For the AC's credibility to be restored at this very late stage, certain actions seem to be required.

1. The Board Member at the centre of the House Ban affair should be reinstated without further delay. The legal path has been followed and its outcome is clear. Suspension for an extended period at the insistence of management is incompatible with the requirement of judicial independence. 
2. A clear signal should be given in the minutes of the next AC meeting that the actions of Mr Battistelli vis-a-vis the Enlarged Board are unacceptable, in terms of his instruction to the AC to ignore the Enlarged Board, and the actions which the Enlarged Board interpreted as threats to its operation and independence. 
3. It should instruct Mr Battistelli to reinstate the recently dismissed Mr Prunier - after all, that was the standing instruction which he ignored by continuing to pursue and target the union leadership. 
4. It should order that the next edition of the EPO Official Journal contains the approved texts for publication of the three "Article 23" Enlarged Board decisions. If Mr Battistelli can't find them for the publishers, the ever-helpful Merpel reminds all involved that they can be found here: No. 1No. 2 and No 3.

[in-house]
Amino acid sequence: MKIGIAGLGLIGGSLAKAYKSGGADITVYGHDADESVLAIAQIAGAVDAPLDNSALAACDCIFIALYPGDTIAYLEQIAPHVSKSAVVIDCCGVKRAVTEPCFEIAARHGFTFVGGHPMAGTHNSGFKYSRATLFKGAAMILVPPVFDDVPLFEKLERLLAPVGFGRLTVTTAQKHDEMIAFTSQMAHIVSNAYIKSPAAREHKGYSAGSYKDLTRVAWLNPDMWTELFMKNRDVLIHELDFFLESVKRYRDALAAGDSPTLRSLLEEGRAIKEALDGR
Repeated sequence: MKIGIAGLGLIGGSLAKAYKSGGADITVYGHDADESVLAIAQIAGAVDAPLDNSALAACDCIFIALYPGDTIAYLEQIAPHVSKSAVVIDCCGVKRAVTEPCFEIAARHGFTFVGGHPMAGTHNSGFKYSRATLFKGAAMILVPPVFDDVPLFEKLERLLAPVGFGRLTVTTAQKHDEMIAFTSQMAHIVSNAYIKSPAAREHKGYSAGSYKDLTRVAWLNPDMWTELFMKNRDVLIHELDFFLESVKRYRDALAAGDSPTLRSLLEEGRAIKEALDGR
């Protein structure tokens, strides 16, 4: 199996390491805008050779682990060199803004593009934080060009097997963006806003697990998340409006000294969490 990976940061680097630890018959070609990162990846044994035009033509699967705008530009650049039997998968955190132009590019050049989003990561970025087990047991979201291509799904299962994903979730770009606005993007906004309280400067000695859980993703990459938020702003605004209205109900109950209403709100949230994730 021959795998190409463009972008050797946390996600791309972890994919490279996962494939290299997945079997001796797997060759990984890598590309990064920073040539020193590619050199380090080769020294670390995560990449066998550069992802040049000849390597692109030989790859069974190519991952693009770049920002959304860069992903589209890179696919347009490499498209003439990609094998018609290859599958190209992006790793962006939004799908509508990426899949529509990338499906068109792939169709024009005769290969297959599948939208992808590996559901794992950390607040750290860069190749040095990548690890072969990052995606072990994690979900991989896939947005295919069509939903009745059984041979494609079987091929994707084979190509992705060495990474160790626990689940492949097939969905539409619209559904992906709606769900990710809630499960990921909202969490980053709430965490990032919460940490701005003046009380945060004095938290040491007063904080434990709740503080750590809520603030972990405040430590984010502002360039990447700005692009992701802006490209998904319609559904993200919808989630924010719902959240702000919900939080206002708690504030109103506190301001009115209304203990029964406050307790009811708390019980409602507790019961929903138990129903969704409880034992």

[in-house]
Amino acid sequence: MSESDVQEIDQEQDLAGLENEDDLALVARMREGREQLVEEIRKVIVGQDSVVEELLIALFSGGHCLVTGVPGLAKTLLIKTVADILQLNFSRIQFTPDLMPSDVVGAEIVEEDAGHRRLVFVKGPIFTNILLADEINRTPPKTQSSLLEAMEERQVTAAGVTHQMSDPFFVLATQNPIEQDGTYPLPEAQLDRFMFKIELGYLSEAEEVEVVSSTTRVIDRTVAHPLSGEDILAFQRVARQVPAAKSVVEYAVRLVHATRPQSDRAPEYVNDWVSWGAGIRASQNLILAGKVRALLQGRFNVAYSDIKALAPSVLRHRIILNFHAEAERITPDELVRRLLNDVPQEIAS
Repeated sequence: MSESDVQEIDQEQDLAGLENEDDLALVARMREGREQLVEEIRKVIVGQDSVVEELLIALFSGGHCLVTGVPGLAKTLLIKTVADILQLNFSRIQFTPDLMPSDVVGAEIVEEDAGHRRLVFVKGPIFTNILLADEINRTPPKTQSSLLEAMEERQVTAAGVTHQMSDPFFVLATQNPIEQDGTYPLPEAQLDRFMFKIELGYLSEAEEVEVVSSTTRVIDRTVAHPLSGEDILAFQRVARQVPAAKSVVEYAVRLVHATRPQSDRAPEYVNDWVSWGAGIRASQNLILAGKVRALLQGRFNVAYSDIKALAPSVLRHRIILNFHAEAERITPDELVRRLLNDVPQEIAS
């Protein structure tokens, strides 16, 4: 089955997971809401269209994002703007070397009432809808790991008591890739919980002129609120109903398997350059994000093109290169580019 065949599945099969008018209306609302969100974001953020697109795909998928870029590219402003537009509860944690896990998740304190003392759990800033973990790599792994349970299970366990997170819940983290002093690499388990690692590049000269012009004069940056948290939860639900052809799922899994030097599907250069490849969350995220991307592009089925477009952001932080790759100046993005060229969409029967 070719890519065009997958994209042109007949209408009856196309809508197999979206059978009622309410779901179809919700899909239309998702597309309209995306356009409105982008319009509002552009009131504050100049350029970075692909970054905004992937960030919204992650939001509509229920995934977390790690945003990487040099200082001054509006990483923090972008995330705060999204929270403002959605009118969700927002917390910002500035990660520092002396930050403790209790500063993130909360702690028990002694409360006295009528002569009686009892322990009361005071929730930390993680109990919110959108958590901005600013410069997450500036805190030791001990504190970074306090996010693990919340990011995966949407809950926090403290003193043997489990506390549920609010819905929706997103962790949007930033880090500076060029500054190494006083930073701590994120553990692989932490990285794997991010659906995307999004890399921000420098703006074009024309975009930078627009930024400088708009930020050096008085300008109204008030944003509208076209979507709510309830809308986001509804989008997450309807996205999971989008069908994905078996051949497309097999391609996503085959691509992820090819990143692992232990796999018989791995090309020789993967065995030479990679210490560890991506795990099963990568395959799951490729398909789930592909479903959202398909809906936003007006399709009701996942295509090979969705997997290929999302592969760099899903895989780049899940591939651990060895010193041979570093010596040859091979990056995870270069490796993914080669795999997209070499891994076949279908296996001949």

Reminder for commenters: As has been true with Merpel's EPO posts for some time, and as is now the general IPKat policy, comment-posters are reminded that they are required to identify themselves via a pseudonym if they don't want to use their own names, since there are far too many people called "Anonymous" and it can be difficult-to-impossible to work out which Anonymous is which [if any anonymous posts get through, it's by accident -- not a change of policy]. 
Also, Merpel moderates EPO-related comments quite heavily, knowing that some readers get so exercised that they forget the normal standards of comment etiquette (or even of libel laws). She knows in advance that the comments to this post will require such heavy-handed moderation and will continue to be equally amused and baffled by those who insist that she should allow comments without exercising her own judgment as to taste, content or appropriateness.